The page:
The questionnaire asked the restaurateurs to rank the extent to which sales were negatively affected by print media articles about general food safety and sanitation issues in restaurants, as well as the extent to which sales were affected by articles that dealt specifically [TABULAR DATA FOR TABLE 2 OMITTED] with the safety of raw seafood. Table 3 shows results from this question. Over 80 percent of restaurateurs felt that print media articles on food safety had little or no effect on their sales. This finding was the most surprising result from the questionnaire. The research design allowed for further examination of this finding through in-depth interviews with respondents.
In response to the original research question about the effect of the February 1998 New York Times article on Vibrio vulnificus, the respondents reported little or no loss of business.
Because of the time constraints of chefs and managers, the interviews were designed to be completed in 20 to 30 minutes. The researcher used a funnel approach: Interviews began with general and descriptive questions to clarify results from the questionnaire. Then subjects were probed for explanations of their perceptions of the role played by the print media relative to their restaurant and their customers. Chefs and managers were also asked to identify those associations or organizations they turn to for clarification of and information about food safety issues and foodborne hazards in seafood. To conclude, interviews asked for suggestions for improving the wholesomeness of raw seafood in restaurants.
The chef and managers who were interviewed agreed with the survey respondents in identifying the chef as the person primarily responsible for the wholesomeness of seafood products. They did, however, stress that this responsibility was shared with the seafood purveyor or source. The relationships among purveyors, distributors, oyster farmers, and chefs was identified as critical to delivering safe seafood, particularly oysters. The relationship is complex and was described as based on trust but also adversarial.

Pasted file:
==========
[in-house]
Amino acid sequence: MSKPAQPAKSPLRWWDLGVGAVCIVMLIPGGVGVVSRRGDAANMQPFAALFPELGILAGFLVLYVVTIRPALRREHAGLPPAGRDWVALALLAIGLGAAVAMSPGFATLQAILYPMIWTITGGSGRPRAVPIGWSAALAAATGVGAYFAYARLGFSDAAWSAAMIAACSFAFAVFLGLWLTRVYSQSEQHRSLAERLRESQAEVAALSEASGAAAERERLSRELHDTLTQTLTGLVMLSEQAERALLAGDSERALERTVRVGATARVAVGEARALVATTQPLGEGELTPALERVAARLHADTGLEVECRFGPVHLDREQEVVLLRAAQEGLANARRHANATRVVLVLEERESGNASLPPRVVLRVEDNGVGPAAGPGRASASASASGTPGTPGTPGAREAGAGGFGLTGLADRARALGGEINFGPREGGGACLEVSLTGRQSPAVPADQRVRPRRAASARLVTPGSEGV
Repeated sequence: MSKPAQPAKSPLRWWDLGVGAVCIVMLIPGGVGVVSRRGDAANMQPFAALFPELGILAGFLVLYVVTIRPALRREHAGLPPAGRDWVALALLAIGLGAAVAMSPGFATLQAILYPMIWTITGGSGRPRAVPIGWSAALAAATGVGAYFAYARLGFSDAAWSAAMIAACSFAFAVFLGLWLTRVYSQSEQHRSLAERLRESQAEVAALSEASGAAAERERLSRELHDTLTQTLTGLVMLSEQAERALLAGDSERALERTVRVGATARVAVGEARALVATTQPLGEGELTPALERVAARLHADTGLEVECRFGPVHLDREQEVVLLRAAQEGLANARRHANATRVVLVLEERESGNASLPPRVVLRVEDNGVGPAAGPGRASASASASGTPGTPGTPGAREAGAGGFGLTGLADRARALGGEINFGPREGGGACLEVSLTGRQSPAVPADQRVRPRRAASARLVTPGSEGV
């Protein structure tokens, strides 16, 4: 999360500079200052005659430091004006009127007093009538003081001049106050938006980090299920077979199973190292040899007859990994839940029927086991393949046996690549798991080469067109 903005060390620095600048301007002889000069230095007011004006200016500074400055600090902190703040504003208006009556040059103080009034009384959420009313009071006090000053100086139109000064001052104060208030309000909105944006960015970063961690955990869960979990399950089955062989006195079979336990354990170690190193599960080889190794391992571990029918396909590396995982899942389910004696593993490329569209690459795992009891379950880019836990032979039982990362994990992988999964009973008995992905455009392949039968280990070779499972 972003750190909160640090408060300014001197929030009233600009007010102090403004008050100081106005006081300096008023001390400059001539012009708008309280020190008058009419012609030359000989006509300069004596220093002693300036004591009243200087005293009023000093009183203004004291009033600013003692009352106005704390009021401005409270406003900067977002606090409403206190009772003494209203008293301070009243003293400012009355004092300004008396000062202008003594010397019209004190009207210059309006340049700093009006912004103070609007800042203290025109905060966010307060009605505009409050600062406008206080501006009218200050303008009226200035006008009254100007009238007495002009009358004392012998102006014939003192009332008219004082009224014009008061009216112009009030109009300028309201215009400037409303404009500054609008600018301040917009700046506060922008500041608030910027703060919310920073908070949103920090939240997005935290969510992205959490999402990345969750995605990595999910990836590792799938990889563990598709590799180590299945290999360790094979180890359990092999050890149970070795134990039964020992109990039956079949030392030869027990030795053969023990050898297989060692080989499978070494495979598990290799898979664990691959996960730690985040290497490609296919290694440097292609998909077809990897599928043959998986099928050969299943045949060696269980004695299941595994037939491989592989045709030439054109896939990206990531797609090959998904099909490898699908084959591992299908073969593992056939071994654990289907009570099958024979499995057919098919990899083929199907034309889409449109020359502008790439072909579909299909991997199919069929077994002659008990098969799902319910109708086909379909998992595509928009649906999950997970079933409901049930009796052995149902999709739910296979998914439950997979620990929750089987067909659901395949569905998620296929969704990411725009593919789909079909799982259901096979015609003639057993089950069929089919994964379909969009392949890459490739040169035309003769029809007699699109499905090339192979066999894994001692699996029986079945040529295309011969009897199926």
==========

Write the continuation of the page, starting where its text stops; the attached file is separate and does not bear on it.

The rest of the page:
Every chef or manager had been certified by the New York City Department of Health. The interviewees affirmed the effectiveness and importance of this course in their ongoing food safety and sanitation education. For information on current issues in food safety, they looked to the restaurant and seafood trade presses. Four out of five reported using the Internet and food safety web sites to research seafood safety questions but none of the restaurants provided on-line computers for the chefs or managers. The interviewees did this research on their own time on their home computers.
All chefs and managers were concerned about costs, but when they were making decisions about raw oysters, quality and wholesomeness were of foremost concern. The owner/general manager of the seaport/tourist restaurant described the purchasing process in the following manner:
The most crucial part of purchasing is knowing what to look for ... just put things in the old Bell curve from Statistics 101.1 tell my purveyors I only want to buy from the 99th percentile or better. And because I go to the Fulton Fish Market every day, see these guys every day, and buy in small quantities, it's possible for me to get just that.
The reason survey respondents reported that the article on Vibrio vulnificus had no negative [TABULAR DATA FOR TABLE 3 OMITTED] effect on sales was easily discernible in the interviews; none of the interviewees bought oysters from the Gulf Coast. The chef from the quintessential raw bar (which sells over 1.5 million pieces of raw oyster a year) described how and why he buys oysters from certain beds and not from others: